COVID-19 antibodies ‘fall rapidly after infection’

COVID-19 pandemic officially crosses 20 million cases worldwide

Antibodies are proteins made by the immune system to fight infections like viruses and might help to ward off future occurrences by those same infections.

Antibodies can take days or weeks to develop after exposure to COVID-19, the U.S. Food and Drug Administration wrote, and it is unknown how long they stay in the blood.

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However, tests led by Imperial College London on more than 365,000 people in England show the antibody response to the virus that causes COVID-19 wanes over time. Their analysis of finger-prick tests carried out at home from June 20 to September 28 found the number of people testing positive for antibodies dropped by 26.5% across the study period, from almost 6% to 4.4%.

“Our study shows that over time there is a reduction in the proportion of people testing positive for antibodies,” said Paul Elliott, the study’s lead author and a professor at Imperial College London. “It remains unclear what level of immunity antibodies provide, or for how long this immunity lasts.”

The downward trend was observed in all areas of the country and age groups, but not in health workers, which could indicate repeated or higher initial exposure to the virus, the authors said in an article for the college. The decline was largest in people 75 and older compared to younger people, and in people with suspected rather than confirmed infection. This indicates the antibody response varies by age and with the severity of illness.

According to the college article, London residents had the highest proportion of positive tests across the country, at around twice the national average. Health and care workers, ethnic minority groups, and those living in deprived areas and large households also had the greatest burden of past infection.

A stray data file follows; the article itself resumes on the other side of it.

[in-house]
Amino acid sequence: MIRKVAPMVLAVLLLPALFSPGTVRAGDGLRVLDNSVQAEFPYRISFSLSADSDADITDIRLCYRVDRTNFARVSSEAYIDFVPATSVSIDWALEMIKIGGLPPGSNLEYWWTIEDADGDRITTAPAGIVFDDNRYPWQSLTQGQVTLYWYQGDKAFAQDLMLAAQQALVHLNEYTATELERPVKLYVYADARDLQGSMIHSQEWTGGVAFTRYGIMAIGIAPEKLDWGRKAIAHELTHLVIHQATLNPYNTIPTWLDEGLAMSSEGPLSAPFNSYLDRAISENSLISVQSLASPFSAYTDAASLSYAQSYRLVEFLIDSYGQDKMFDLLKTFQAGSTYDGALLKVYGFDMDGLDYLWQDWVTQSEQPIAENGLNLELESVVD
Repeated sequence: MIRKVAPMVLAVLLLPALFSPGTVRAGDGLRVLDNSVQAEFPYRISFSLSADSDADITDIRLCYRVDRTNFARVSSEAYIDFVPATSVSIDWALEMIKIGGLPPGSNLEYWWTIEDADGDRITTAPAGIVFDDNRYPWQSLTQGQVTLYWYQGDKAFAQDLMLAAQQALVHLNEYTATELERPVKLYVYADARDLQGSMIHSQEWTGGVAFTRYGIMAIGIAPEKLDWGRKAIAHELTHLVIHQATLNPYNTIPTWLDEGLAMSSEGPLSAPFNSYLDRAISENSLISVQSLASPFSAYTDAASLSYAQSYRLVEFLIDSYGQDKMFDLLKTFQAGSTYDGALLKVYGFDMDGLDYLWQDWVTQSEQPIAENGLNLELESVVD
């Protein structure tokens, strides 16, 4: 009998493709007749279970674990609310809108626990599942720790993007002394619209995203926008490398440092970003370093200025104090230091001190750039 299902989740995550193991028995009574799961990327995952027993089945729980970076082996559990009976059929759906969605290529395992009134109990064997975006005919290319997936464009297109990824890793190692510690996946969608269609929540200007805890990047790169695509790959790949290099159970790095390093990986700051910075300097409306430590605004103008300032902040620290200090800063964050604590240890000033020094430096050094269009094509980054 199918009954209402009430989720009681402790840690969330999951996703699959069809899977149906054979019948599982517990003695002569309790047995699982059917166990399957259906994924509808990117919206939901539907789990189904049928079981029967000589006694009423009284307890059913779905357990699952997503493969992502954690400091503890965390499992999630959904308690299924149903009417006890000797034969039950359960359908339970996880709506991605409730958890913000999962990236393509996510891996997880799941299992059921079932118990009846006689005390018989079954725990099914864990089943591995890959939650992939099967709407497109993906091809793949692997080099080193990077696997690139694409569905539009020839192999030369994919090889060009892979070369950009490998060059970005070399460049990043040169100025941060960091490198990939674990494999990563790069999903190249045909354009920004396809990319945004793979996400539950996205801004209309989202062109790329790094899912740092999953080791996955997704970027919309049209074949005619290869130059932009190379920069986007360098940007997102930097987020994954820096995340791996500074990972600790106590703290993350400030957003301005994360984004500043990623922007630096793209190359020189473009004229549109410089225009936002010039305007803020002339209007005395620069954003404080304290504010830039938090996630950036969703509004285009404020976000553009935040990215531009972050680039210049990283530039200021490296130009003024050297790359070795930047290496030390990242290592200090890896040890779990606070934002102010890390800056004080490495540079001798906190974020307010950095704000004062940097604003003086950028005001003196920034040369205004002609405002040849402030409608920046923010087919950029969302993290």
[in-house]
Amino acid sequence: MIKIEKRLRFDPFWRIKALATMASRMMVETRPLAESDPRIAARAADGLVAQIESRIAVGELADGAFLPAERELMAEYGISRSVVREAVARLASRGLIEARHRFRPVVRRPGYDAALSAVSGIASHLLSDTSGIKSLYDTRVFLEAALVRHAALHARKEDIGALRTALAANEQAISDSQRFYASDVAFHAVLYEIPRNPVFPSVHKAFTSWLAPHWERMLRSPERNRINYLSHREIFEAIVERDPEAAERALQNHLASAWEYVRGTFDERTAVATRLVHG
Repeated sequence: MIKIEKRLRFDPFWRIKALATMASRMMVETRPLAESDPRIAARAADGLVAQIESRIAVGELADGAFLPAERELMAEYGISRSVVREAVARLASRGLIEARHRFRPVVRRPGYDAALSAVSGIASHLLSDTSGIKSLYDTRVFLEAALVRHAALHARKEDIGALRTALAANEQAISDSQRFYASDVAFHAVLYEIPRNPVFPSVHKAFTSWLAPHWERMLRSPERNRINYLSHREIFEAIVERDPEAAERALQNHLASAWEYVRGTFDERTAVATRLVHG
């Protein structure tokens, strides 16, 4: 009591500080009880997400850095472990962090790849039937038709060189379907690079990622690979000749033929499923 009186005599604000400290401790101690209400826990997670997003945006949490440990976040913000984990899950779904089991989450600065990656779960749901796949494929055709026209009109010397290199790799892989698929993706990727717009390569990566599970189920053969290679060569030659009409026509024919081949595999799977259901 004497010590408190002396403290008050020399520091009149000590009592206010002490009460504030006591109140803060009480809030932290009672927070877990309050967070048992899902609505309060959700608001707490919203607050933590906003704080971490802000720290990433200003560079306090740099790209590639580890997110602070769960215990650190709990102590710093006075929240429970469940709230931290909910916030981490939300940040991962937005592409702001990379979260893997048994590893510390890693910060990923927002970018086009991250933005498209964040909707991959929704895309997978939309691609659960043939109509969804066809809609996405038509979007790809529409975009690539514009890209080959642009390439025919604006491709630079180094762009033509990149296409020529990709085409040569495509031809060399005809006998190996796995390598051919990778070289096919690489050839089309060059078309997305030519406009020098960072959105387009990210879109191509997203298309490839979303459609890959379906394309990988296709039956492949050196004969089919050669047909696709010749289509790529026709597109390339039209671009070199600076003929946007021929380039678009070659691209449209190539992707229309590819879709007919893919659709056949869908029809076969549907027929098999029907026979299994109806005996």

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These findings, from the Real Time Assessment of Community Transmission, suggest a decline in the level of immunity in the population in the months following the first wave of the epidemic.

The REACT study used finger-prick testing to detect coronavirus antibodies in the blood, which, when present, indicates a person has been infected.

The study found that antibody prevalence declined from 6.0% to 4.8% and then to 4.4% over the three months of testing. The researchers observed this decline across all ages, but the smallest drop was in the youngest age group —18-24 — falling from 7.9% to 6.7% (14.9%); the largest was found in the oldest group — 75 and older — declining from 3.3% to 2.0% (39%).

Professor Helen Ward, one of the lead authors of the report said: “This very large study has shown that the proportion of people with detectable antibodies is falling over time. We don’t yet know whether this will leave these people at risk of reinfection with the virus that causes COVID-19, but it is essential that everyone continues to follow guidance to reduce the risk to themselves and others.”

Health Minister Lord Bethell said of the study: "It is also important that everyone knows what this means for them — this study will help in our fight against the virus, but testing positive for antibodies does not mean you are immune to COVID-19. Regardless of the result of an antibody test, everyone must continue to comply with government guidelines including social distancing, self-isolating and getting a test if you have symptoms and always remember Hands, Face, Space.”

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